dew dipped year = Sheep are dipped in some chemical bath or other to protect them against various things. It's is known as "sheep dip".

Here, the poet takes the the idea of dipping and applies it to dew, generally considered a gentle thing; the water that appears on grass and plants in the morning.

So, dew dipped year can be a gentle or nice year, all around. Maybe there are other readings here. That's mine.

Finally, rosy wood suggest a wood (small forest) covered with a mushroom called rosy wood.

spell in Merriam Webster

In Country Sleep 
by Dylan Thomas

Never and never, my girl riding far and near
In the land of the hearthstone tales, and spelled asleep,
Fear or believe that the wolf in a sheepwhite hood
Loping and bleating roughly and blithely shall leap, My dear, my dear,
Out of a lair in the flocked leaves in the dew dipped year
To eat your heart in the rosy wood.

spell= a spell cast by someone, like a witch Generally, we say to cast a spell; Here Thomas makes it a verb to mean put to sleep by enchantment.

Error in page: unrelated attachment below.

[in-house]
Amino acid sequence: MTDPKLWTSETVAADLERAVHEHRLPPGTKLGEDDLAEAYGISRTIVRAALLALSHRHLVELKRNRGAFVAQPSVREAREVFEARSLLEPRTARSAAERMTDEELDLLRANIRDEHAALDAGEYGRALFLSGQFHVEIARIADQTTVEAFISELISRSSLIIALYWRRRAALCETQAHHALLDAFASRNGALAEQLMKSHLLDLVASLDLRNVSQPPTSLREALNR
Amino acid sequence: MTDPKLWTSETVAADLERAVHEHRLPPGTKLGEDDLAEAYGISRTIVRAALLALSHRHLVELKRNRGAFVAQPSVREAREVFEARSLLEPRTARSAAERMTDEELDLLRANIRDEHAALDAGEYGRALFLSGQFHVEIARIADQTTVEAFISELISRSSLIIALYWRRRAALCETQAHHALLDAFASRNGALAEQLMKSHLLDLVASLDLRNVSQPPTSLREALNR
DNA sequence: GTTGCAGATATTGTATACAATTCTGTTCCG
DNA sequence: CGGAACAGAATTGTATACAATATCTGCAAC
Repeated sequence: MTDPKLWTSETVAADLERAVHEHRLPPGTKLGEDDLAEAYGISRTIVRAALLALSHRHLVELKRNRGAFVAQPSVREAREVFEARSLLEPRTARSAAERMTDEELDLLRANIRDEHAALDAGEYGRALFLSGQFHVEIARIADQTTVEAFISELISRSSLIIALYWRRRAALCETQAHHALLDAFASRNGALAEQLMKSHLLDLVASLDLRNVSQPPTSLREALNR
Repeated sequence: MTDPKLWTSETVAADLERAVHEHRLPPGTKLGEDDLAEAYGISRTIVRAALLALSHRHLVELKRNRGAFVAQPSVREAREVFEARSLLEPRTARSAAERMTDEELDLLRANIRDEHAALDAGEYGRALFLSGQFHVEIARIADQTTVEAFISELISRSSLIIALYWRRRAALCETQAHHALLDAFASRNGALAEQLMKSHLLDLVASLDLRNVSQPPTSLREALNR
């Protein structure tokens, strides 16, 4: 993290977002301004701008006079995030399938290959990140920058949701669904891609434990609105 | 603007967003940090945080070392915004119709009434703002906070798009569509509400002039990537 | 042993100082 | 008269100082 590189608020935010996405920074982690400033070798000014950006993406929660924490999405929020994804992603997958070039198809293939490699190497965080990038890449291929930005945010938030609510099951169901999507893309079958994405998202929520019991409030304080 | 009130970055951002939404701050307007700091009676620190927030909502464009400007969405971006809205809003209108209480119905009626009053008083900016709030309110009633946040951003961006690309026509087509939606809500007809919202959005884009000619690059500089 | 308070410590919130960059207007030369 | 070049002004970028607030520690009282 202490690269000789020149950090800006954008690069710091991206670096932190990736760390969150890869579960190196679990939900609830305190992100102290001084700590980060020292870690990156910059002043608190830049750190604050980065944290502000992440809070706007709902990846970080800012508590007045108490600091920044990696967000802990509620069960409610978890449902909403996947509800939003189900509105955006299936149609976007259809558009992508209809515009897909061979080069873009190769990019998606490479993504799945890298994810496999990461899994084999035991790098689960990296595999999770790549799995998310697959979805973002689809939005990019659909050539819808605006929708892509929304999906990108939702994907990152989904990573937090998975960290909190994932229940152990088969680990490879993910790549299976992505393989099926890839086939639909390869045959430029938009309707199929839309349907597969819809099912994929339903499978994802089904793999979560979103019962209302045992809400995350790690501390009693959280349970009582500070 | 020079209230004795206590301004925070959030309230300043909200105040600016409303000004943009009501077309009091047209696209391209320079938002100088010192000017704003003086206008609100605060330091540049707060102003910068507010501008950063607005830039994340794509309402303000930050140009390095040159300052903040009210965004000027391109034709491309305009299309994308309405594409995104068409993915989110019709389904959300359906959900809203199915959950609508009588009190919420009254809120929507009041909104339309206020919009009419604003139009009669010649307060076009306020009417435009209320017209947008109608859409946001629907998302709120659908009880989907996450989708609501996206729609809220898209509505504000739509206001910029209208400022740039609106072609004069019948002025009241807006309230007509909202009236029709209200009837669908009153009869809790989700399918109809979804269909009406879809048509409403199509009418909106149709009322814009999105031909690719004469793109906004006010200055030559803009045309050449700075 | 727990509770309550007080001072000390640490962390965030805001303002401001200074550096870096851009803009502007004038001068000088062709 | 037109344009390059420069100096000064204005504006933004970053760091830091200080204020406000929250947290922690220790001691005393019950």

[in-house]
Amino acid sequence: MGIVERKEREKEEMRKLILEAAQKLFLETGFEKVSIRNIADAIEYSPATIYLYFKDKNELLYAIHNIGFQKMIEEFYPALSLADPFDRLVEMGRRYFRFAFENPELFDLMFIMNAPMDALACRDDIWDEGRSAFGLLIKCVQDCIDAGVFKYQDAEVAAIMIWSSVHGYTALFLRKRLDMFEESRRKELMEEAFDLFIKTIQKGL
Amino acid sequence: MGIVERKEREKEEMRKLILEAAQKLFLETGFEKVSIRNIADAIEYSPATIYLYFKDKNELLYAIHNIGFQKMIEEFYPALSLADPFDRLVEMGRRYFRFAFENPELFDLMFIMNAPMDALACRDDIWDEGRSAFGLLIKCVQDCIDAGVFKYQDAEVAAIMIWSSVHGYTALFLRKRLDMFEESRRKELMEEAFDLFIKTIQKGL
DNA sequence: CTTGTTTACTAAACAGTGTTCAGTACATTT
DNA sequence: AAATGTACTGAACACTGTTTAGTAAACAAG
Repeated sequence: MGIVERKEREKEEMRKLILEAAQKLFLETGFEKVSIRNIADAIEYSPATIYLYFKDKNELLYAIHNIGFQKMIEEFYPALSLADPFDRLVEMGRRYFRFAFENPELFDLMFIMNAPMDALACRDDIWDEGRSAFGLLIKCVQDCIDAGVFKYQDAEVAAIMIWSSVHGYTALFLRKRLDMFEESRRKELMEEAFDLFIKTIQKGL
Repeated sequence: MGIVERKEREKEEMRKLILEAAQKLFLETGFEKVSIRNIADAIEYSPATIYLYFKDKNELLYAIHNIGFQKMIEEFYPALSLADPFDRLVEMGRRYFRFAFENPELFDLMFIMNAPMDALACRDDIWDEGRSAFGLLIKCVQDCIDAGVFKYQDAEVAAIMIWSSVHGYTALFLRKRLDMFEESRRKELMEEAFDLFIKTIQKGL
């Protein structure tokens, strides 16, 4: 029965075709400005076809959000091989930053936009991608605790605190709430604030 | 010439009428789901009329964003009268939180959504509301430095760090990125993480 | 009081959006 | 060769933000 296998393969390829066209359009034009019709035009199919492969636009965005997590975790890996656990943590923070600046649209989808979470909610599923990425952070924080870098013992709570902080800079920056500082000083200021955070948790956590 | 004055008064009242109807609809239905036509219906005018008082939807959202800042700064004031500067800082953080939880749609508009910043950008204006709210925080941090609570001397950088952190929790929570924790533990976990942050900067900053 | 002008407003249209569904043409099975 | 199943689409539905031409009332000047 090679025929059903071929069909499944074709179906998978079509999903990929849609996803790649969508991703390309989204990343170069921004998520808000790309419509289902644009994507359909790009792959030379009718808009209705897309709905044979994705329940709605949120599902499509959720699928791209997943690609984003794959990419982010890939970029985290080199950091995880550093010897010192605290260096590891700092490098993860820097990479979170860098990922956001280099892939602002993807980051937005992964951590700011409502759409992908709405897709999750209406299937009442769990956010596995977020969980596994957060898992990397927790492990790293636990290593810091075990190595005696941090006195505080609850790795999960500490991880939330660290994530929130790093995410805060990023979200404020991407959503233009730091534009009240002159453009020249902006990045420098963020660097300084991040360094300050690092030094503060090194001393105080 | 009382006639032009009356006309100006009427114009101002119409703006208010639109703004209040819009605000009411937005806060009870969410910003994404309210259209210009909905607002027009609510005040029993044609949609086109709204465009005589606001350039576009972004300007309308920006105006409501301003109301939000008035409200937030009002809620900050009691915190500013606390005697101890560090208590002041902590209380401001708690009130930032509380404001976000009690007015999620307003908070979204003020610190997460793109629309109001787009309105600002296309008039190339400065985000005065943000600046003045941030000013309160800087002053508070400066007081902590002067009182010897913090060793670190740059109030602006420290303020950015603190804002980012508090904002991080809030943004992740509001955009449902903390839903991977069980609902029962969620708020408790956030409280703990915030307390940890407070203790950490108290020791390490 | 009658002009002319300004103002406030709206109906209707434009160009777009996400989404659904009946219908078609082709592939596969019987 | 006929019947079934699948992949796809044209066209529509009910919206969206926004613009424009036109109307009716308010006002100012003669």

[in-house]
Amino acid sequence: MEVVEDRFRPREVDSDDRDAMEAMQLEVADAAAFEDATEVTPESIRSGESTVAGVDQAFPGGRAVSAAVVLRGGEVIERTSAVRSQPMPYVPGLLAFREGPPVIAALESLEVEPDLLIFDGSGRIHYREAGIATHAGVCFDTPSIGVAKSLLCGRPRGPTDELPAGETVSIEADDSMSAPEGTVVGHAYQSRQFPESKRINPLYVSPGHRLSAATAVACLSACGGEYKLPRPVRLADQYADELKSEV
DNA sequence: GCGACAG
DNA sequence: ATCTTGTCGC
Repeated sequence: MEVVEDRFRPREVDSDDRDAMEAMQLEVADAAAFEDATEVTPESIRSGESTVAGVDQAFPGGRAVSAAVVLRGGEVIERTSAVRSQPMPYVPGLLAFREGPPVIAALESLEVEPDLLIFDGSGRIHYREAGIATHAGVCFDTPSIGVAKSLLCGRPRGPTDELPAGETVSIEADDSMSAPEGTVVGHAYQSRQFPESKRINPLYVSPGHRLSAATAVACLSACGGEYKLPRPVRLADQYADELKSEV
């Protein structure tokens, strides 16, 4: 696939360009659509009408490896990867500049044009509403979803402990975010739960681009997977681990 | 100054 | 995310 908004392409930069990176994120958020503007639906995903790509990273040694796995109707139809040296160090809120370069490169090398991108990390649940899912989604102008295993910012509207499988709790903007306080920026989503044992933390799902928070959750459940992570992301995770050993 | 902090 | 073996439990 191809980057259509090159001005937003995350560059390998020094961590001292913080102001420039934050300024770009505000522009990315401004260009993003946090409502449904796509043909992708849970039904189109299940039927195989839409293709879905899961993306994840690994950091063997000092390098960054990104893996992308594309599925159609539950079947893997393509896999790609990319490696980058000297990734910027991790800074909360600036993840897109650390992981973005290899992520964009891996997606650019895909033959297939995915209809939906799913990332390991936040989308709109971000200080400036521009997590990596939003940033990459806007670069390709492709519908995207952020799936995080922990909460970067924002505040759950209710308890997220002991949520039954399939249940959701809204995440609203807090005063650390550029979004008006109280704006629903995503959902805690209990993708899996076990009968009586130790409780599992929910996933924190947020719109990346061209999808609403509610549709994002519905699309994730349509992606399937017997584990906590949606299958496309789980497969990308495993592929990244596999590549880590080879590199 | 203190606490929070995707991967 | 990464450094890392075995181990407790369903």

Basically, Thomas is saying: If you (my girl) are riding your horse out in the country or near home (hearthstone tales suggests stories told by the hearth, in cottages, i.e. in the country) and are asleep (i.e. dreaming) never believe a wolf in sheep's clothing (which is a well-known saying in English, which he re-invents) will come out of its lair sounding like a sheep (sheep bleat) and without a second thought (blithely) to eat your heart in the woods.

Notice: Generally, we say flocks of sheep. Here, the genius is to apply flocking i.e. grouping together, to the leaves rather than sheep, to avoid a cliché.

dew dipped year = Sheep are dipped in some chemical bath or other to protect them against various things. It's is known as "sheep dip".

Here, the poet takes the the idea of dipping and applies it to dew, generally considered a gentle thing; the water that appears on grass and plants in the morning.

So, dew dipped year can be a gentle or nice year, all around. Maybe there are other readings here. That's mine.

Finally, rosy wood suggest a wood (small forest) covered with a mushroom called rosy wood.

spell in Merriam Webster

The overall structure of the poem is in the imperative: Never fear or believe [etc. etc]

Never, never my girl [when you are] riding far and near fear or believe that X (dependent clause) will leap out TO [purpose].

That's basically it.

added 31 characters in body
Source Link
Lambie
  • 33.5k
  • 2
  • 26
  • 76
Loading
Source Link
Lambie
  • 33.5k
  • 2
  • 26
  • 76
Loading